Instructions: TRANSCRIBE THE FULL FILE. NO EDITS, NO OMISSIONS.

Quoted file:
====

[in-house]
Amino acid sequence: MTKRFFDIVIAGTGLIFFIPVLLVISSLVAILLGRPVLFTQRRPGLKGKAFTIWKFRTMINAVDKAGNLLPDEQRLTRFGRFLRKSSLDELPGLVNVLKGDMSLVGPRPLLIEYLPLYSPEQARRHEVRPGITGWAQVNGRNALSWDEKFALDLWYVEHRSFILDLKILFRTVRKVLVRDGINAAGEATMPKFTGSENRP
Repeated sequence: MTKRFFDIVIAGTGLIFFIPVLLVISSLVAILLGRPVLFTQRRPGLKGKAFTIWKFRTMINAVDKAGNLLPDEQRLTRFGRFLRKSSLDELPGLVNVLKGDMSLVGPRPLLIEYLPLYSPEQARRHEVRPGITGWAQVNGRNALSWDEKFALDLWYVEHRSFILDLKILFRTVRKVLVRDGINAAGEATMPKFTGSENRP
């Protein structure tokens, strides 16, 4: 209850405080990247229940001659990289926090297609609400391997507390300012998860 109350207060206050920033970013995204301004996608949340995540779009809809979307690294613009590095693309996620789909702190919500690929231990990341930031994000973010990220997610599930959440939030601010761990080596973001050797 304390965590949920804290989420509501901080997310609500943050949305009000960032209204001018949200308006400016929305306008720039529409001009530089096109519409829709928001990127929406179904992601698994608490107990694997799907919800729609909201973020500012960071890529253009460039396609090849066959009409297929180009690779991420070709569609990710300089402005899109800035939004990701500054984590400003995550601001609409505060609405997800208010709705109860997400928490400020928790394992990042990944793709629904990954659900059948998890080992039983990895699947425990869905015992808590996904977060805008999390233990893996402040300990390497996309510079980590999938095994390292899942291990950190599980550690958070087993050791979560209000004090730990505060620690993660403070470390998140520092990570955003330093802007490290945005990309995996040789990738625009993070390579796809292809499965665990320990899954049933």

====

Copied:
[in-house]
Amino acid sequence: MTKRFFDIVIAGTGLIFFIPVLLVISSLVAILLGRPVLFTQRRPGLKGKAFTIWKFRTMINAVDKAGNLLPDEQRLTRFGRFLRKSSLDELPGLVNVLKGDMSLVGPRPLLIEYLPLYSPEQARRHEVRPGITGWAQVNGRNALSWDEKFALDLWYVEHRSFILDLKILFRTVRKVLVRDGINAAGEATMPKFTGSENRP
Repeated sequence: MTKRFFDIVIAGTGLIFFIPVLLVISSLVAILLGRPVLFTQRRPGLKGKAFTIWKFRTMINAVDKAGNLLPDEQRLTRFGRFLRKSSLDELPGLVNVLKGDMSLVGPRPLLIEYLPLYSPEQARRHEVRPGITGWAQVNGRNALSWDEKFALDLWYVEHRSFILDLKILFRTVRKVLVRDGINAAGEATMPKFTGSENRP
């Protein structure tokens, strides 16, 4: 209850405080990247229940001659990289926090297609609400391997507390300012998860 109350207060206050920033970013995204301004996608949340995540779009809809979307690294613009590095693309996620789909702190919500690929231990990341930031994000973010990220997610599930959440939030601010761990080596973001050797 304390965590949920804290989420509501901080997310609500943050949305009000960032209204001018949200308006400016929305306008720039529409001009530089096109519409829709928001990127929406179904992601698994608490107990694997799907919800729609909201973020500012960071890529253009460039396609090849066959009409297929180009690779991420070709569609990710300089402005899109800035939004990701500054984590400003995550601001609409505060609405997800208010709705109860997400928490400020928790394992990042990944793709629904990954659900059948998890080992039983990895699947425990869905015992808590996904977060805008999390233990893996402040300990390497996309510079980590999938095994390292899942291990950190599980550690958070087993050791979560209000004090730990505060620690993660403070470390998140520092990570955003330093802007490290945005990309995996040789990738625009993070390579796809292809499965665990320990899954049933």